Tis the season for quizzes

Can you name the drifts of vegetation hanging from the trees in this photograph of my cousin, Michael, taken by his wife Tyra, in Florida.

Happy New Year! Whilst the short term view of the year is alarming, the long view does look more hopeful. Meantime Lockdown has returned and Crathes is off limits for volunteers. The gardening staff are still working, but other Crathes staff are on furlough. The walled garden is shut until further notice.

Last year has shown us how the planet’s health is collapsing. If you are looking for resolutions, why not resolve to give up using pesticides? Apart from the wild card (photo above), this quiz is all about helping the insects. You will find the answers below.

Section 1: A bee friendly plant for each month – all fairly easy to grow. Can you give their names (common names will do)? (12 points)

January

February

March

April

May

June

photo Joanna Shaw

July

August

September

October

November

December

Section 2: The bees, wasps and hoverflies are all good pollinators. Can you distinguish between them? (7 points only as no 5 is unverified)

1

2

3

4

5

6

7

8

Section 3: Rate your ‘lawn’ high marks for biodiversity and low marks for grass only. Add a bonus point for each plant that grows there that isn’t grass. Experiment with meadows. Can you name these wild flowers that might turn up in your meadow? (6 points + variable amount of bonuses)

1

2

3

4

5

6

Section 4: Match the genus anagrams of bee friendly shrubs to the picture (6 points)

A  pyscrosilo;  B  pycrahieu;  C   aficush;  D  rheahoi;  E  sluma;  F  sunpur

1

2

3

4

5

6

Section 5: Name the insect (6 points)

1

2

3

4

5

6

Section 6: Three of the insects in section 5 are more recent immigrants to the North-East of Scotland. Can you name them in order of their appearance. (4 points)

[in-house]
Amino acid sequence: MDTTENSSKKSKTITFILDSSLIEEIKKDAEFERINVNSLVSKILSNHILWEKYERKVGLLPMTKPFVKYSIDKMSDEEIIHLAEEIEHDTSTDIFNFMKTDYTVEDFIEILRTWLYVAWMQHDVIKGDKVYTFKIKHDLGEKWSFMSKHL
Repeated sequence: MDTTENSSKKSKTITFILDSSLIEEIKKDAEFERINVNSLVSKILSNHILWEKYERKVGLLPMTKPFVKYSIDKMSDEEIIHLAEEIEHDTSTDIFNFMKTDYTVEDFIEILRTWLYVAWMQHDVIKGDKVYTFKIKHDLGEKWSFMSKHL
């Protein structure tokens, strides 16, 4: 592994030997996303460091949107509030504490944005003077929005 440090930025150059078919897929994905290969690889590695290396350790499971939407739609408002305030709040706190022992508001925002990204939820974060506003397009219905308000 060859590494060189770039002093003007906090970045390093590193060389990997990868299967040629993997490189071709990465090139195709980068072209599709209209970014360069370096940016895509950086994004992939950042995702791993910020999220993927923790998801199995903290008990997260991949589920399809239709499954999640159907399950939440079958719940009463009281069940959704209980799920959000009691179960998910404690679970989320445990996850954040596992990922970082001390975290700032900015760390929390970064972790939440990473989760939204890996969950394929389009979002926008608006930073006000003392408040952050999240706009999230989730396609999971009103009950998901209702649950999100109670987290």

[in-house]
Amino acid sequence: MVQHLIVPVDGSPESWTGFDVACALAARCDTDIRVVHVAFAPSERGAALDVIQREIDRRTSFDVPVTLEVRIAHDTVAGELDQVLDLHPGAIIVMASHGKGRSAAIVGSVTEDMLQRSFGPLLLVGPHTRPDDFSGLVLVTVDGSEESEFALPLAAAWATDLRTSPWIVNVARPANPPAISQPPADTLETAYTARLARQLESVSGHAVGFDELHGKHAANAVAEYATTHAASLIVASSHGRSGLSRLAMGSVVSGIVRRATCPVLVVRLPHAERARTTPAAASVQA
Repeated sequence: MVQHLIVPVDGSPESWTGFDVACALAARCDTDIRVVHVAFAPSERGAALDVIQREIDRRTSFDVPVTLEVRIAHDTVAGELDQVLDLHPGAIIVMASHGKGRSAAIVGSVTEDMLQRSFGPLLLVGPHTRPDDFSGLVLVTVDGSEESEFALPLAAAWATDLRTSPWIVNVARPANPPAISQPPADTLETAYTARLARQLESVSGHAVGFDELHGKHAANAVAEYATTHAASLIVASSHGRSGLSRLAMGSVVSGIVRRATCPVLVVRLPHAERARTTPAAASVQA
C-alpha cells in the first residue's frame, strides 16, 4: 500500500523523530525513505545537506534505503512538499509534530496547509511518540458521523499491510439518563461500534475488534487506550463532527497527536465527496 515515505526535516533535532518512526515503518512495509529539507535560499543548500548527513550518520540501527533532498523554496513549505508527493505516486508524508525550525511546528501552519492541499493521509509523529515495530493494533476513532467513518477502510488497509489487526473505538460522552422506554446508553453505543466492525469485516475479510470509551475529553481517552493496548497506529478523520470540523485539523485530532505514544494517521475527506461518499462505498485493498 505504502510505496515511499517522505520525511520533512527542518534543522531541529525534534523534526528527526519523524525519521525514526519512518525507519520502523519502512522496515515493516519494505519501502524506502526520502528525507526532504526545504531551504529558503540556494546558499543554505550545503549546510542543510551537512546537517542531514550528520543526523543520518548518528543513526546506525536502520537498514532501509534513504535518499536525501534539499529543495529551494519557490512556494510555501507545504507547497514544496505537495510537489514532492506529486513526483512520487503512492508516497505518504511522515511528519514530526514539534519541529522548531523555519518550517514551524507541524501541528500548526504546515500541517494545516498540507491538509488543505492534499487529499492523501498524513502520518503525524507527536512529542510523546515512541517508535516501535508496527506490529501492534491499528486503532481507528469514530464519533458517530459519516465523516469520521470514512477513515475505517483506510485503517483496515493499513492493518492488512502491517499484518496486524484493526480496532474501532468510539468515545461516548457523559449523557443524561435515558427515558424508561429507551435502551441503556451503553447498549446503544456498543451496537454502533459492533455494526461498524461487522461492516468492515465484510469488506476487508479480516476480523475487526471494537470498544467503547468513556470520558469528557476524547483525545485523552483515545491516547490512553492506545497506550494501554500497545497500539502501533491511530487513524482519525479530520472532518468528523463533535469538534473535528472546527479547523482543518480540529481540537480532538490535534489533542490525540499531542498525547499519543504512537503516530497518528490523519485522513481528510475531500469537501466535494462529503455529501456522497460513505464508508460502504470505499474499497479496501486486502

ANSWERS:

Wild card (top photo) Spanish Moss (Tillandsia usneoides). I was writing about Spanish Moss recently (Pushing the limits, 6 December) and was particularly interested in a photograph newly posted by my cousin of his trip to Theodore Roosevelt Area Park near Jacksonville, Florida.

Most of the photographs were taken at Crathes; just a few in nearby Torphins where I live.

Section 1: January Daphne (Daphne bholua ‘Jacqueline Postill’); February Snowflake (Leucojum vernum); March Chionodoxa; April Flowering currant (Ribes sanguineum); May Peony (Paeonia mlokosewitschii – Molly the Witch – grows happily at Crathes, but some say it is difficult to grow) June Oriental poppy (Papaver orientale); July Rosa ‘Mundi’; August Monk’s hood (Aconitum napellus); September Butterfly bush (Buddleia x weyeriana ‘Sungold’); October Michaelmas daisies; November Mahonia (Mahonia lomariifolia); December Viburnum (Viburnum x bodnantense ‘Deben’)

Section 2: 1 honeybee; 2 bumblebee; 3 hoverfly; 4 hoverfly; 5 this is a teaser – it was photographed in my garden in June 2009. It is, I think, a type of wasp, possibly Trichrysis cyanea, although it doesn’t appear to have the long antennae – any suggestions welcome; 6 hoverfly; 7 wasp; 8 solitary bee.

Section 3: 1 Yellow rattle (Rhinanthus minor); 2 Ox-eyed daisy (Leucanthemum vulgare); 3 Viper’s bugloss (Echium vulgare) 4 Knapweed (Centaurea nigra); 5 Betony (Betonica officianalis/syn. Stachys officinalis); 6 Orange hawkweed/fox and cubs (Pilosella aurantiaca) – not a native but widely naturalised.

Section 4: 1 /F Prunus; 2/B Euchryphia; 3/D Hoheria; 4/E Malus; 5/A Corylopsis; 6/C Fuchsia.

Section 5: Comma butterfly; Ladybird; Small copper butterfly; Speckled wood butterfly; Garden tiger moth; Tree bumblebee.

Section 6: Speckled wood (Common in Moray in the 1990s, not seen in Aberdeen until around 2018); Comma (seen occasionally in the last decade); Tree bumblebee (first spotted in Scotland in 2013 – seen in Torphins 2020).

Maximum possible score: 42 points + variable bonuses

Take care everyone; I hope it won’t be too long before we are all finding new freedoms.

2 thoughts on “Tis the season for quizzes

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